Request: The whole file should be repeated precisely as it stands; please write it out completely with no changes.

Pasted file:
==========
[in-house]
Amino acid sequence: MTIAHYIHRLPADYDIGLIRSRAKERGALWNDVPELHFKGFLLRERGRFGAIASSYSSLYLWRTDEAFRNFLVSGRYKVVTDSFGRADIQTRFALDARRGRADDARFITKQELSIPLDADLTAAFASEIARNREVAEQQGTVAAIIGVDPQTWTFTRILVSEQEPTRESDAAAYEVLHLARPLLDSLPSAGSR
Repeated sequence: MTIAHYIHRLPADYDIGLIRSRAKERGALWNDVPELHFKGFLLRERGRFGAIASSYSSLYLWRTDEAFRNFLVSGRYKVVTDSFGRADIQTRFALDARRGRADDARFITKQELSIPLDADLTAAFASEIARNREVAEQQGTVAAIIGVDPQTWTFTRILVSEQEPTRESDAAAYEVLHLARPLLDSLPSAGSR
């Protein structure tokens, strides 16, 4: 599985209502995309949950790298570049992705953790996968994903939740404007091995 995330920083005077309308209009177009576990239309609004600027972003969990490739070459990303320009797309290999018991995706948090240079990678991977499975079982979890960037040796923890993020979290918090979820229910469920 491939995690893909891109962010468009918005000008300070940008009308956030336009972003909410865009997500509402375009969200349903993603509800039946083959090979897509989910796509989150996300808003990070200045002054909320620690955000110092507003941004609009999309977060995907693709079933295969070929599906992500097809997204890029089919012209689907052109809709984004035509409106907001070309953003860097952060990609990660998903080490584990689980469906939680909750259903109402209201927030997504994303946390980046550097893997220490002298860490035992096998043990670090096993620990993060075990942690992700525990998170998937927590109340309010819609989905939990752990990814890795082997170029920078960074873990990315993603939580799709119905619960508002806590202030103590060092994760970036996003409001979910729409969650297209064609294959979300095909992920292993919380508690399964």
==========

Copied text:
[in-house]
Amino acid sequence: MTIAHYIHRLPADYDIGLIRSRAKERGALWNDVPELHFKGFLLRERGRFGAIASSYSSLYLWRTDEAFRNFLVSGRYKVVTDSFGRADIQTRFALDARRGRADDARFITKQELSIPLDADLTAAFASEIARNREVAEQQGTVAAIIGVDPQTWTFTRILVSEQEPTRESDAAAYEVLHLARPLLDSLPSAGSR
Repeated sequence: MTIAHYIHRLPADYDIGLIRSRAKERGALWNDVPELHFKGFLLRERGRFGAIASSYSSLYLWRTDEAFRNFLVSGRYKVVTDSFGRADIQTRFALDARRGRADDARFITKQELSIPLDADLTAAFASEIARNREVAEQQGTVAAIIGVDPQTWTFTRILVSEQEPTRESDAAAYEVLHLARPLLDSLPSAGSR
């Protein structure tokens, strides 16, 4: 599985209502995309949950790298570049992705953790996968994903939740404007091995 995330920083005077309308209009177009576990239309609004600027972003969990490739070459990303320009797309290999018991995706948090240079990678991977499975079982979890960037040796923890993020979290918090979820229910469920 491939995690893909891109962010468009918005000008300070940008009308956030336009972003909410865009997500509402375009969200349903993603509800039946083959090979897509989910796509989150996300808003990070200045002054909320620690955000110092507003941004609009999309977060995907693709079933295969070929599906992500097809997204890029089919012209689907052109809709984004035509409106907001070309953003860097952060990609990660998903080490584990689980469906939680909750259903109402209201927030997504994303946390980046550097893997220490002298860490035992096998043990670090096993620990993060075990942690992700525990998170998937927590109340309010819609989905939990752990990814890795082997170029920078960074873990990315993603939580799709119905619960508002806590202030103590060092994760970036996003409001979910729409969650297209064609294959979300095909992920292993919380508690399964």